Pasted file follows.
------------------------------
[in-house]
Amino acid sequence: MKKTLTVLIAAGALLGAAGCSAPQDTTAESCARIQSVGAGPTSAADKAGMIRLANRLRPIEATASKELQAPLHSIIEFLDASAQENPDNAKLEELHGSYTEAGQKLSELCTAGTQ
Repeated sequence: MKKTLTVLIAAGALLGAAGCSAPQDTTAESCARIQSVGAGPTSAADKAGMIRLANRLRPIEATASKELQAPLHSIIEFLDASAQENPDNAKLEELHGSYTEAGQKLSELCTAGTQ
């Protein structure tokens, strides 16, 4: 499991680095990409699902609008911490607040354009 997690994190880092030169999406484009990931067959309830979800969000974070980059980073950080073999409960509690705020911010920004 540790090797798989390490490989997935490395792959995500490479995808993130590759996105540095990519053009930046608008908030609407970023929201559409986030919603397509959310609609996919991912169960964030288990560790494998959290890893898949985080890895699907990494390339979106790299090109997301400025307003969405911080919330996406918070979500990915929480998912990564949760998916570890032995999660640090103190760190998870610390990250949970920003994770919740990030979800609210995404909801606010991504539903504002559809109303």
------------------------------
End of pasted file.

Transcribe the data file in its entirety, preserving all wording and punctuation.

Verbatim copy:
[in-house]
Amino acid sequence: MKKTLTVLIAAGALLGAAGCSAPQDTTAESCARIQSVGAGPTSAADKAGMIRLANRLRPIEATASKELQAPLHSIIEFLDASAQENPDNAKLEELHGSYTEAGQKLSELCTAGTQ
Repeated sequence: MKKTLTVLIAAGALLGAAGCSAPQDTTAESCARIQSVGAGPTSAADKAGMIRLANRLRPIEATASKELQAPLHSIIEFLDASAQENPDNAKLEELHGSYTEAGQKLSELCTAGTQ
């Protein structure tokens, strides 16, 4: 499991680095990409699902609008911490607040354009 997690994190880092030169999406484009990931067959309830979800969000974070980059980073950080073999409960509690705020911010920004 540790090797798989390490490989997935490395792959995500490479995808993130590759996105540095990519053009930046608008908030609407970023929201559409986030919603397509959310609609996919991912169960964030288990560790494998959290890893898949985080890895699907990494390339979106790299090109997301400025307003969405911080919330996406918070979500990915929480998912990564949760998916570890032995999660640090103190760190998870610390990250949970920003994770919740990030979800609210995404909801606010991504539903504002559809109303």